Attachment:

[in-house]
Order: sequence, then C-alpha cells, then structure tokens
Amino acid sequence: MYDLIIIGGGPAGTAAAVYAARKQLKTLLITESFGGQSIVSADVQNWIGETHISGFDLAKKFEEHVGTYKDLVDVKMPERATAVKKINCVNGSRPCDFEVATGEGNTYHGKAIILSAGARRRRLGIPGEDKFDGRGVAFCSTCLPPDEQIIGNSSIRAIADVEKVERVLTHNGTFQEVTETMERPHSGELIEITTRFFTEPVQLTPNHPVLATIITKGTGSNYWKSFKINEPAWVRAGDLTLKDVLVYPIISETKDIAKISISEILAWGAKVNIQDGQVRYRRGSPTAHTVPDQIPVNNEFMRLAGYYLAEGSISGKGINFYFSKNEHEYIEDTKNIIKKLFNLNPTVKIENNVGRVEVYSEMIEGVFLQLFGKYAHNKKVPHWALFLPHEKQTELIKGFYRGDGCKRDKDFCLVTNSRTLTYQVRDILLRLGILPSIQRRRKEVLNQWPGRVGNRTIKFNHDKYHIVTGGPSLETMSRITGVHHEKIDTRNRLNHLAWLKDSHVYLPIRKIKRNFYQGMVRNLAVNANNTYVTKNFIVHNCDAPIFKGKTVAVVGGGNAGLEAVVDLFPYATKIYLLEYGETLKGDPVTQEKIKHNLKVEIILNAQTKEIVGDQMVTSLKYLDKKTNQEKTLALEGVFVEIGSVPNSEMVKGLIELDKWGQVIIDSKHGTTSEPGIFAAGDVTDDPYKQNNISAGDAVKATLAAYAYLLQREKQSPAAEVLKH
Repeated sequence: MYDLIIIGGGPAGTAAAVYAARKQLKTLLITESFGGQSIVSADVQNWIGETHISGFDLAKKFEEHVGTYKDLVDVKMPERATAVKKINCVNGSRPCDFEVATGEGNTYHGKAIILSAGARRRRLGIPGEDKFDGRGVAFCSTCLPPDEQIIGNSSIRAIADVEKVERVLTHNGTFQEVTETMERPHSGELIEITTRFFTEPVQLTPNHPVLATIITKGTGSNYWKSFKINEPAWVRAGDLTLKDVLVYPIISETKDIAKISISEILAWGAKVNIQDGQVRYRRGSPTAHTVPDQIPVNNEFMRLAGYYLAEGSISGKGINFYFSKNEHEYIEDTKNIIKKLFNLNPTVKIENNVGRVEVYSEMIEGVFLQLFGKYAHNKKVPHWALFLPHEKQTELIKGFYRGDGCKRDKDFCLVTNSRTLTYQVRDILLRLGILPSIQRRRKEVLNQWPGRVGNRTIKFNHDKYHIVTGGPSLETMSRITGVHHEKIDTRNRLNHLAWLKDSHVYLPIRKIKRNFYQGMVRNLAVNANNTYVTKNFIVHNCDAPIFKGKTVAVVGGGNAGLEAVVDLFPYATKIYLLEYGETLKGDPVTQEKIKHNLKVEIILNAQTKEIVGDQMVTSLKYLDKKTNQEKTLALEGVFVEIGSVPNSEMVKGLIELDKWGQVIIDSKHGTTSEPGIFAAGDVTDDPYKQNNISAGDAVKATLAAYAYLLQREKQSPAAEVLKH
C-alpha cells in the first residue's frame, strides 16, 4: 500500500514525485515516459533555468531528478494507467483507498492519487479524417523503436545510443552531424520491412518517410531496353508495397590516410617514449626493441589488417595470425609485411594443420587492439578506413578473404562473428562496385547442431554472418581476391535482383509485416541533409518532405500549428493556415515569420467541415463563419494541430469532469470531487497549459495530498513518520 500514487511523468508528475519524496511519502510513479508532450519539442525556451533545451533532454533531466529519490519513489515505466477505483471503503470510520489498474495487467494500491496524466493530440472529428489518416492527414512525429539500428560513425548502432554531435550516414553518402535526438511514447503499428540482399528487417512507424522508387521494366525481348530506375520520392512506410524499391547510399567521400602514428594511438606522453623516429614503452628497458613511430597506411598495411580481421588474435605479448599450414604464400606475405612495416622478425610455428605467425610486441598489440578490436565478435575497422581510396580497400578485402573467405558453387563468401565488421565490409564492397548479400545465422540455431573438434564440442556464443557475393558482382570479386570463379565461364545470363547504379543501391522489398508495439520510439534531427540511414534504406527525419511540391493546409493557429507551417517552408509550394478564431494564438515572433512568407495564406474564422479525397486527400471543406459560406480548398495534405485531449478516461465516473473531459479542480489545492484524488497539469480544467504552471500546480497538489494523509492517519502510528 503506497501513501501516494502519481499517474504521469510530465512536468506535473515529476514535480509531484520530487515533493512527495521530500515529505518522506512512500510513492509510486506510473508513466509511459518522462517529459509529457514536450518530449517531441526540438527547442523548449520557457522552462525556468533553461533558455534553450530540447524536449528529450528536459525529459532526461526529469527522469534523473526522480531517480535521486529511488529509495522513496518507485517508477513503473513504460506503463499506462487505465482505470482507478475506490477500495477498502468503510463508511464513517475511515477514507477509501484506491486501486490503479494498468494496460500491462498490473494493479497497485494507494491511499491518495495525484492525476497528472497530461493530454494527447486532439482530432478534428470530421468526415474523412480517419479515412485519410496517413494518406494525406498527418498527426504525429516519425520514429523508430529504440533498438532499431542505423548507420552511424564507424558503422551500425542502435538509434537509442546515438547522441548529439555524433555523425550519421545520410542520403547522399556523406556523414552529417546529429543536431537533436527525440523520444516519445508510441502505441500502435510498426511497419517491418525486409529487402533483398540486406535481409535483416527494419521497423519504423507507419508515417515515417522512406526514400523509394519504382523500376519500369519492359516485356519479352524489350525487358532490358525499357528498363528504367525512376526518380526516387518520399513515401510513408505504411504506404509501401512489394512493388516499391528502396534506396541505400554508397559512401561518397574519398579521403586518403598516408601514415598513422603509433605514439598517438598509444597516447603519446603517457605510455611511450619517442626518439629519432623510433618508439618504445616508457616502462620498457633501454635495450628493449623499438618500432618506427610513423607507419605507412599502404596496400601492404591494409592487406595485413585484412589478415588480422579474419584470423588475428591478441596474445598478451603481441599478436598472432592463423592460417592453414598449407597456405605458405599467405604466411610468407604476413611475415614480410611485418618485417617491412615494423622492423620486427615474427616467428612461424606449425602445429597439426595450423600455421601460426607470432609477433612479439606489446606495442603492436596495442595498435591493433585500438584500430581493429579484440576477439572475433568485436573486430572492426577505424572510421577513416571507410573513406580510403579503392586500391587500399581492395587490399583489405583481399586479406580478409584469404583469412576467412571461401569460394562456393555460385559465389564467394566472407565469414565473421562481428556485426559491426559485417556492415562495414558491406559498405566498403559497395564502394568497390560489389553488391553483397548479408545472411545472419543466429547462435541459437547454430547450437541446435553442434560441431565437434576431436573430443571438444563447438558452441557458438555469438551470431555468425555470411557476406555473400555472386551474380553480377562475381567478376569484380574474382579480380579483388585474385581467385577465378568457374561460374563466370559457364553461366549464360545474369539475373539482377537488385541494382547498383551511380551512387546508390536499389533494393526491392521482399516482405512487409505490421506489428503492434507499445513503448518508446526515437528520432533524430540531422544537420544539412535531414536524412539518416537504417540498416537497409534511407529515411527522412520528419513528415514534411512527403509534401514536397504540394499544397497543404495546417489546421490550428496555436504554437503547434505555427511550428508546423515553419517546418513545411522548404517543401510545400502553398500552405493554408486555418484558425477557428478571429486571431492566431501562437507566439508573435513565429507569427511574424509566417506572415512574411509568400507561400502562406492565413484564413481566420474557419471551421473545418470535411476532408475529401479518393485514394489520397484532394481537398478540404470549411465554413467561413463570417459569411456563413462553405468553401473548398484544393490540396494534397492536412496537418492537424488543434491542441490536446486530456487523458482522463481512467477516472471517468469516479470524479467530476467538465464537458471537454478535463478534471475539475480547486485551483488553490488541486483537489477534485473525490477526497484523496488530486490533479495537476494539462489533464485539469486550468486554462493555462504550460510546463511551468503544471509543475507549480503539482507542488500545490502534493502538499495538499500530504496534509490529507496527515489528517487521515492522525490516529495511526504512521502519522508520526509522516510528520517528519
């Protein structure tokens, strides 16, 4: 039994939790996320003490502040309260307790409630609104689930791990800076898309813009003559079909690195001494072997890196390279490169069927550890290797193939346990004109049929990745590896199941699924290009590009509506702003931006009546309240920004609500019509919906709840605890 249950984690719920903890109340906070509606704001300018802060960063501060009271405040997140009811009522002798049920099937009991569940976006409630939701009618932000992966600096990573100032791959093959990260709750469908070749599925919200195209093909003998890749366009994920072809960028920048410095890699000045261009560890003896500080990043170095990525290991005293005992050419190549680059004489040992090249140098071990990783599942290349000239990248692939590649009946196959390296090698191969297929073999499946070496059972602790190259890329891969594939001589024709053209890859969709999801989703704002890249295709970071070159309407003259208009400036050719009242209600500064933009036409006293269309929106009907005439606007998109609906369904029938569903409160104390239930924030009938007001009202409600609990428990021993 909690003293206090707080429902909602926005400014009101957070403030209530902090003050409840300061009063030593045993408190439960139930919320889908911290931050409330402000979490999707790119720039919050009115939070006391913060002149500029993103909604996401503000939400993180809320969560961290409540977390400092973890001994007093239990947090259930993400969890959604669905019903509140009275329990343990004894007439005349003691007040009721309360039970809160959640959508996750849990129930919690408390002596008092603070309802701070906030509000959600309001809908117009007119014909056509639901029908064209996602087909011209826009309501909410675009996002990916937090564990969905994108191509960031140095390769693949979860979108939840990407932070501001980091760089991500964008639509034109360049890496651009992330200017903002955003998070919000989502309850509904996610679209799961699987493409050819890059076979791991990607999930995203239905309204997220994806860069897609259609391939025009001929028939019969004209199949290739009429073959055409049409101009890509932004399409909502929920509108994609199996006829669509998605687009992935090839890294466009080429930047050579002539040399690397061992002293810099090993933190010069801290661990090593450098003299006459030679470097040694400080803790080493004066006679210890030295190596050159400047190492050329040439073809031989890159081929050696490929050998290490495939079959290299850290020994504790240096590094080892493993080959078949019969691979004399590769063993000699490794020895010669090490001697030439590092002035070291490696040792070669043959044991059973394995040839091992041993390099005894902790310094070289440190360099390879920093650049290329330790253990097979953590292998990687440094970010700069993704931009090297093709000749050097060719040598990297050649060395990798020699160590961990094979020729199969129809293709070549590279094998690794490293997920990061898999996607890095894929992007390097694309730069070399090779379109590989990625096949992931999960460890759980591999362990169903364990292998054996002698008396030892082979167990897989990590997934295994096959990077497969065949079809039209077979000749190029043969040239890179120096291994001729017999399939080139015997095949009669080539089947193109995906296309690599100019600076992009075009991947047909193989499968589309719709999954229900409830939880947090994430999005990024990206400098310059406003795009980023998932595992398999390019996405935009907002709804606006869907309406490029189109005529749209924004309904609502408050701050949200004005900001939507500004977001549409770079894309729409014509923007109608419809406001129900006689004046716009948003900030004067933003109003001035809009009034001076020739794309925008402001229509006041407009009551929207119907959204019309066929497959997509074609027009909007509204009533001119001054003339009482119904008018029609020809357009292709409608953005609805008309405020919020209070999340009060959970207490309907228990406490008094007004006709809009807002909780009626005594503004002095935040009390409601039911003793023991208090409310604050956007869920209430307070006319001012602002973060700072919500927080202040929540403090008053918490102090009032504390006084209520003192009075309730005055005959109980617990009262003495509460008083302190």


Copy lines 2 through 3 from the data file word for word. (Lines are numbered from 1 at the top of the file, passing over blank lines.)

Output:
Order: sequence, then C-alpha cells, then structure tokens
Amino acid sequence: MYDLIIIGGGPAGTAAAVYAARKQLKTLLITESFGGQSIVSADVQNWIGETHISGFDLAKKFEEHVGTYKDLVDVKMPERATAVKKINCVNGSRPCDFEVATGEGNTYHGKAIILSAGARRRRLGIPGEDKFDGRGVAFCSTCLPPDEQIIGNSSIRAIADVEKVERVLTHNGTFQEVTETMERPHSGELIEITTRFFTEPVQLTPNHPVLATIITKGTGSNYWKSFKINEPAWVRAGDLTLKDVLVYPIISETKDIAKISISEILAWGAKVNIQDGQVRYRRGSPTAHTVPDQIPVNNEFMRLAGYYLAEGSISGKGINFYFSKNEHEYIEDTKNIIKKLFNLNPTVKIENNVGRVEVYSEMIEGVFLQLFGKYAHNKKVPHWALFLPHEKQTELIKGFYRGDGCKRDKDFCLVTNSRTLTYQVRDILLRLGILPSIQRRRKEVLNQWPGRVGNRTIKFNHDKYHIVTGGPSLETMSRITGVHHEKIDTRNRLNHLAWLKDSHVYLPIRKIKRNFYQGMVRNLAVNANNTYVTKNFIVHNCDAPIFKGKTVAVVGGGNAGLEAVVDLFPYATKIYLLEYGETLKGDPVTQEKIKHNLKVEIILNAQTKEIVGDQMVTSLKYLDKKTNQEKTLALEGVFVEIGSVPNSEMVKGLIELDKWGQVIIDSKHGTTSEPGIFAAGDVTDDPYKQNNISAGDAVKATLAAYAYLLQREKQSPAAEVLKH